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Year-ending spending bill funds key ag priorities

Omnibus appropriations bill includes increase for WHIP+, ag research and animal health priorities.

Congress approved the Fiscal Year 2021 Agriculture, Rural Development, Food and Drug Administration and Related Agencies Appropriations bill in action late Monday night in the omnibus package that included all 12 appropriation measures. The bill contains a total of $23.395 billion in total base discretionary funding for agriculture.

Sen. John Hoeven, R-N.D. says as chairman of the Senate Agriculture Appropriations Committee, his top priority is supporting producers and providing them with the necessary tools to overcome challenges from weather to low commodity prices to the uncertainty caused by the pandemic. Click for full bill summary.

“We worked hard to pass an agriculture funding bill that funds the farm safety net, provides access to capital and invests in our rural communities,” Hoeven says. “This funding, which is in addition to our work on disaster and COVID assistance, will provide farm country with important tools to help them succeed.” 

Specifically, the bill maintains support for crop insurance and other farm bill programs. It does provide an additional $1.5 billion for the Wildfire and Hurricane Indemnity Program Plus, to ensure program funding is sufficient to meet demand from producers who were impacted by natural disasters in 2018 and 2019.

The bill provides $1.157 billion for the Farm Service Agency, an increase of $21.5 million above the FY20 enacted level. It prohibits the closure of FSA county offices and provides resources for IT improvements and personnel across county offices. The bill also increased funding to meet demand for farm direct, guaranteed and emergency loans, which provide farmers and ranchers with access to capital.

It also provides $4 million for the Hoeven Water Bank initiative, which provides compensation for farmers and landowners for flooded land through 10-year, voluntary conservation agreements.

Ag research funding

The final package provides strong support for agricultural research conducted by the Agriculture Research Service and the National Institute of Food and Agriculture. As the USDA’s flagship competitive grants program for agricultural research within NIFA, the Agriculture and Food Research Initiative uses rigorous peer-reviewed process to recommend the best research for funding. The program is authorized at $700 million, but is currently funded at $425 million annually, leaving much-needed research unfunded.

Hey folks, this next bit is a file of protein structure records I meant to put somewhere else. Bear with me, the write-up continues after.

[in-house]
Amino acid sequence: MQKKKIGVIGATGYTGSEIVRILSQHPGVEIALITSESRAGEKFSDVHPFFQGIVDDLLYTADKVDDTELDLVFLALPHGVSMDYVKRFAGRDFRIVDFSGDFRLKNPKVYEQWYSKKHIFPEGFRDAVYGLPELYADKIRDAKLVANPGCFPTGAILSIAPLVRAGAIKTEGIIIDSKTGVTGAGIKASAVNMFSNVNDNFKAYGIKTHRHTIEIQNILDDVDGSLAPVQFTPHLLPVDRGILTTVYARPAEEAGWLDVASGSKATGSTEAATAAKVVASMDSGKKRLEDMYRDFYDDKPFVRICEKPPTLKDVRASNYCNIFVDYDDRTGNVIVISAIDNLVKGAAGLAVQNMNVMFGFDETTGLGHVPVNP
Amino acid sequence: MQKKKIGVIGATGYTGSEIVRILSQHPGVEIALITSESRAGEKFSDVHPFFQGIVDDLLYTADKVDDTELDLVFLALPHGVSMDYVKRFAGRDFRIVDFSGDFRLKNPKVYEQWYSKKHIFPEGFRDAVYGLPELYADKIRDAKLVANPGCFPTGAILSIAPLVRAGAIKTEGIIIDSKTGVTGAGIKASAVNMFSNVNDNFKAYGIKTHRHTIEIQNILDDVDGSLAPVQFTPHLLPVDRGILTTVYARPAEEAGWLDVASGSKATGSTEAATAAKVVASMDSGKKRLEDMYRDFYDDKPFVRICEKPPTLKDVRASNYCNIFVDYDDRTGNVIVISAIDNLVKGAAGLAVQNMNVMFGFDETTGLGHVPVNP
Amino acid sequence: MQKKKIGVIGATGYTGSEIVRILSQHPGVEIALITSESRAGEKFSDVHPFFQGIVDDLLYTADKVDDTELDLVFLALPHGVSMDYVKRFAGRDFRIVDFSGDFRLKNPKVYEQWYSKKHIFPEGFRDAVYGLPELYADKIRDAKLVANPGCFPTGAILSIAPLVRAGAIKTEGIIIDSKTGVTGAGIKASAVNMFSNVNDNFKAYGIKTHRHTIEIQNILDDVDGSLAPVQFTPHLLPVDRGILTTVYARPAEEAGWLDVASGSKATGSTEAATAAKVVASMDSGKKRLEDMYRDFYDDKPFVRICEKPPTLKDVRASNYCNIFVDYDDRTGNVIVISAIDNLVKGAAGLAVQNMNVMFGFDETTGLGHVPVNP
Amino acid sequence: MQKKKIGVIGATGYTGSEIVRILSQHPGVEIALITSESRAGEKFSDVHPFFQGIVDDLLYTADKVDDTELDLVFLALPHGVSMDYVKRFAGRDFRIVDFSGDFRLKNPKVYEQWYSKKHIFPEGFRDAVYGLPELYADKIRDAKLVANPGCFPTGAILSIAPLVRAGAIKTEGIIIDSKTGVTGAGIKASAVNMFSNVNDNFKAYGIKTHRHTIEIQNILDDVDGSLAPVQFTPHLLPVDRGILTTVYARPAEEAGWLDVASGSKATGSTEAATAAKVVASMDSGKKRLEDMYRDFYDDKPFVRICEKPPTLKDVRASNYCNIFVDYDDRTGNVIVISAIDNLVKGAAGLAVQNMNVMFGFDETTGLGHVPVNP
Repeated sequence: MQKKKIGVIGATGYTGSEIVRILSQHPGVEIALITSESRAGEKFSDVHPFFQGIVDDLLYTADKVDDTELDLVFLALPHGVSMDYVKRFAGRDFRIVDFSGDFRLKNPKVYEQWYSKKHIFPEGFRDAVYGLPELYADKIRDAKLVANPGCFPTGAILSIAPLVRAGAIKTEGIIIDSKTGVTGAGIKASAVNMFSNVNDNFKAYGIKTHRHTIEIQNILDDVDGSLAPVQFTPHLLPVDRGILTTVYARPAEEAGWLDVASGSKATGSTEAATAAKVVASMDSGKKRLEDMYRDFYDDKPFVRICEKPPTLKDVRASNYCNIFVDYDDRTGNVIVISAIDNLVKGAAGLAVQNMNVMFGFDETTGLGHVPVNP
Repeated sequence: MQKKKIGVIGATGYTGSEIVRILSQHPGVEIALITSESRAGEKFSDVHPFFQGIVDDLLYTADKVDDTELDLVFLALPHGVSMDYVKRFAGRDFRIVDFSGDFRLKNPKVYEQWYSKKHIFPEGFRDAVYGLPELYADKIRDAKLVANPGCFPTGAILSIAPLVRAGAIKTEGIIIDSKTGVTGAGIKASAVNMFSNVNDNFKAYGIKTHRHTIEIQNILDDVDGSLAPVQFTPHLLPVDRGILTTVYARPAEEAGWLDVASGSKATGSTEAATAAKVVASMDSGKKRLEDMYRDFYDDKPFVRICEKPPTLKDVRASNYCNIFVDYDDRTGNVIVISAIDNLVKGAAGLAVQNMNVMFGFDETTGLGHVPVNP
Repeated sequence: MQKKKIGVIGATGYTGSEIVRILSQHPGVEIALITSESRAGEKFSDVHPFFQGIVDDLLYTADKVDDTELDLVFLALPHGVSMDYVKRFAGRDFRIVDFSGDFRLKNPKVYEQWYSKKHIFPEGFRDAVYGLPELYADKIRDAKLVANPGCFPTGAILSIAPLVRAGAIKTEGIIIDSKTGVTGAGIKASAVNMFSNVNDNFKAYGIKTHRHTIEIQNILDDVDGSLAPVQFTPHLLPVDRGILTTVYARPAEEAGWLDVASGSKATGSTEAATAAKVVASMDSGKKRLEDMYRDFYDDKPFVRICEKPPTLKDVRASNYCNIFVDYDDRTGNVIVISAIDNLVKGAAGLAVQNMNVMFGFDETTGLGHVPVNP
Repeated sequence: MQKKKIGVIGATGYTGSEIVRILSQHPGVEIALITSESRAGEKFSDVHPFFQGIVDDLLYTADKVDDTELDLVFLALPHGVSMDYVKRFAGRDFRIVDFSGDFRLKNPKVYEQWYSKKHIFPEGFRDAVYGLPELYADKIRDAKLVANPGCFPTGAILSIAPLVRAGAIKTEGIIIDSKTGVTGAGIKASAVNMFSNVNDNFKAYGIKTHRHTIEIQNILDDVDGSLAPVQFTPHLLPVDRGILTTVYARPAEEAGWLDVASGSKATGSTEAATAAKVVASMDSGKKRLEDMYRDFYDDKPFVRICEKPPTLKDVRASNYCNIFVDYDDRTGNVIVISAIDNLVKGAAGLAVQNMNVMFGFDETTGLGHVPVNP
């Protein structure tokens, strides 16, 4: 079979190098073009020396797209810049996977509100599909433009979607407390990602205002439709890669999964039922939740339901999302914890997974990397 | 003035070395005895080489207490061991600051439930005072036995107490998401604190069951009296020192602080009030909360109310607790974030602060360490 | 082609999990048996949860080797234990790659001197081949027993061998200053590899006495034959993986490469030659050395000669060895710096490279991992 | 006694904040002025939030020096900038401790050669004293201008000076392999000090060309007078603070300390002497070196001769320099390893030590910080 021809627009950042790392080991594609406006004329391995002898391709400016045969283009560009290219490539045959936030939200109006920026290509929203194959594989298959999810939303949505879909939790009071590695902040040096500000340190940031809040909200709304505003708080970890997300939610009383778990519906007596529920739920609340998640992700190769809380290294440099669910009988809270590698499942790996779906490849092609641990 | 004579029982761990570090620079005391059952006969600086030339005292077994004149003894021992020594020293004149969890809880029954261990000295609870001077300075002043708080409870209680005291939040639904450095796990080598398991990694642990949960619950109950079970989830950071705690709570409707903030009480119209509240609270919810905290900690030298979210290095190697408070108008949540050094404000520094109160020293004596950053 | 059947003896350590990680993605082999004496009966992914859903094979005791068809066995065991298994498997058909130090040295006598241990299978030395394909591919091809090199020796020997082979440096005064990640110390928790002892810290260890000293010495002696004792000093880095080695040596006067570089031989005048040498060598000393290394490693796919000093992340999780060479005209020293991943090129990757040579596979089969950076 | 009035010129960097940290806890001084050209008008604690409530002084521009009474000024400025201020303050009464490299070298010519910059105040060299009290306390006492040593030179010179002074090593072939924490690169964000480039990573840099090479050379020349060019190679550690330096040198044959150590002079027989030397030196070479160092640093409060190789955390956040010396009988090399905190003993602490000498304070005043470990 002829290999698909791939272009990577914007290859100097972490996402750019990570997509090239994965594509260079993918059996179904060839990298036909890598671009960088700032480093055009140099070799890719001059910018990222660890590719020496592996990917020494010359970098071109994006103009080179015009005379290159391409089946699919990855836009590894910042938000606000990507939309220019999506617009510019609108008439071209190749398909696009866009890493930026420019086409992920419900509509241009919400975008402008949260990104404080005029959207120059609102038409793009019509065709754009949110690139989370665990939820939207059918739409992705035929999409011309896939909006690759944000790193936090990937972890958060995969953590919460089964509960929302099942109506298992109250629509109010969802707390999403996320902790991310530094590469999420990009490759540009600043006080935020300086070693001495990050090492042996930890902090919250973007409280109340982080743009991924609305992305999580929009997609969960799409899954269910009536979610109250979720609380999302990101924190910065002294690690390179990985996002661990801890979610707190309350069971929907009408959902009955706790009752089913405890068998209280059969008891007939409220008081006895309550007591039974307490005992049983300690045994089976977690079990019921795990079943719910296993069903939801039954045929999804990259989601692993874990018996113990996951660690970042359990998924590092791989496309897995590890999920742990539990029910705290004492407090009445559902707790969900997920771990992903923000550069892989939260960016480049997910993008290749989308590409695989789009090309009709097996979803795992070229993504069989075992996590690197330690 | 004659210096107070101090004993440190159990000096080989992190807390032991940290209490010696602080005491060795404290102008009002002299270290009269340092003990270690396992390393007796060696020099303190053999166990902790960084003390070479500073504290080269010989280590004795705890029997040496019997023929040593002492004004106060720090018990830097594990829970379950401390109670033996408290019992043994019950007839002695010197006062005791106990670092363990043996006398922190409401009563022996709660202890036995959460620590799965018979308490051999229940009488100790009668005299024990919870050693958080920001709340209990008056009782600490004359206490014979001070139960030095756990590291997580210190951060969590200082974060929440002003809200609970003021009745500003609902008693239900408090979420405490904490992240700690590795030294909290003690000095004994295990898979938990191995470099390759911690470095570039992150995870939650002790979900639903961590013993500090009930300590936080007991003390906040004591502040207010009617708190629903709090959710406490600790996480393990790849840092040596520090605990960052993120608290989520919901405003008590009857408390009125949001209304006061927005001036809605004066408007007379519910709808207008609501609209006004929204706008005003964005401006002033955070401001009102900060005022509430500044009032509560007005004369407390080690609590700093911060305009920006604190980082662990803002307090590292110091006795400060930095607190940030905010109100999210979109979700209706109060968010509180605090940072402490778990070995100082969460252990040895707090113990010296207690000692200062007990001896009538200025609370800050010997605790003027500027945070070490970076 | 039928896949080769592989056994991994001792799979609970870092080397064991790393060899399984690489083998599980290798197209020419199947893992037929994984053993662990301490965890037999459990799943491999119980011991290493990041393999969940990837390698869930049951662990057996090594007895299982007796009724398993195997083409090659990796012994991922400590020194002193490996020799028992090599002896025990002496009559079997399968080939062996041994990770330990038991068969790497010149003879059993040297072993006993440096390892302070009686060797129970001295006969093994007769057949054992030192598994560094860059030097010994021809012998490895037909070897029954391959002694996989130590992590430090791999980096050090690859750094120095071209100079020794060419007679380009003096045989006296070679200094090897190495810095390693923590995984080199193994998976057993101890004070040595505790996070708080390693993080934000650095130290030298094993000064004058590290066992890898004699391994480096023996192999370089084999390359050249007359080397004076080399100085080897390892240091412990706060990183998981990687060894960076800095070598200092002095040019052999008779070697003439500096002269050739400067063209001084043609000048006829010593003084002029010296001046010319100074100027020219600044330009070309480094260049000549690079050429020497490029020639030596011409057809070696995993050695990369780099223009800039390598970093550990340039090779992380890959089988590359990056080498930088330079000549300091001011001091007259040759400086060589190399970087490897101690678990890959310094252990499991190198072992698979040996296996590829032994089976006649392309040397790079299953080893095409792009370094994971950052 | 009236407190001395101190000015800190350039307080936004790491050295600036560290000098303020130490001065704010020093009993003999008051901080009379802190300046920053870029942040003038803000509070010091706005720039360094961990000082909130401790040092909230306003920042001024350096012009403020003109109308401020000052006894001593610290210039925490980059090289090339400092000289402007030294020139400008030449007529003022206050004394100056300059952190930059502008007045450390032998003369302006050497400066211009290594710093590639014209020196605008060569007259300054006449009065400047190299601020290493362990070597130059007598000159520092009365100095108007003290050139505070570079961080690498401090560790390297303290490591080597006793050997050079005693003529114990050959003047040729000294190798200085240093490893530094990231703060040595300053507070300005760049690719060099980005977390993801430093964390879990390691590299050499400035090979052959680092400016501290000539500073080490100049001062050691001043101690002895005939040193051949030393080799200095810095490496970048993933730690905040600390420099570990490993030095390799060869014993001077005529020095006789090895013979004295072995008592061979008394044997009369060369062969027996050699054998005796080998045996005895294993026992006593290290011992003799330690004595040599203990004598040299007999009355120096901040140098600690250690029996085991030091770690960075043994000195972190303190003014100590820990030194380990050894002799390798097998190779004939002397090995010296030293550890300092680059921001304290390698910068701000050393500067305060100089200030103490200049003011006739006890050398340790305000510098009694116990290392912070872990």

“The COVID-19 pandemic continues to hit our farmers hard,” said Thomas Grumbly, president of the SoAR Foundation. “Investments in agricultural research produce scientific breakthroughs and innovations that ultimately benefit our farmers, families, and nation. Working in collaboration with our partners, we have achieved a cumulative $450,000 million increase for AFRI compared to FY2015 baseline ($325 million to $435 million over six years).”

According to USDA’s NIFA, AFRI investments have produced new diagnostic methods for animal diseases, genetic resources for row crops and livestock, and alternatives to antimicrobials used to prevent disease in livestock.

ARS research boosts include $1.5 million for sugarbeet research, $1 million for a new barley best initiative, $1 million for UAS in precision agriculture applications research and maintaining funding for the U.S. Wheat and Barley Scab Initiative.

Animal health funding

The bill provides $1.064 billion for the Animal and Plant Health Inspection Service, an increase of more than $21 million above the FY20 enacted level. The funding will help protect the nation’s animal and plant resources from diseases and pests such as chronic wasting disease and cotton pests.

Sen. Pat Roberts bipartisan legislation, S. 2695, the National Bio and Agro-Defense Facility Act of 2019 also was included in the package. NBAF was created as a national security laboratory asset that will serve as a biosafety level 4 animal health research and development facility for the defense against bio- and agro-terrorism threats. This bill directs NBAF to protect the food supply, agriculture, and public health of the United States by carrying out relevant objectives of the Homeland Security Presidential Directive 9 and the National Biodefense Strategy. The bill also outlines the national security mission of the facility and the duties of the agencies responsible for implementing that mission, including research, training, and coordination efforts related to animal health, veterinary countermeasure development, emerging foreign animal disease threats and threat detection.

The American Veterinary Medical Association welcomed many important provisions that support veterinary-related programs. This includes $8.5 million for the Veterinary Medicine Loan Repayment Program; $3 million for the Veterinary Services Grant Program (VSGP); and $2.5 million for the Food Animal Residue Avoidance Databank. It also includes a $3.2 million increase for the APHIS Center for Veterinary Biologics and a funding boost for the APHIS Animal Welfare Act enforcement and APHIS Horse Protection Act Enforcement.

TAGS: Policy
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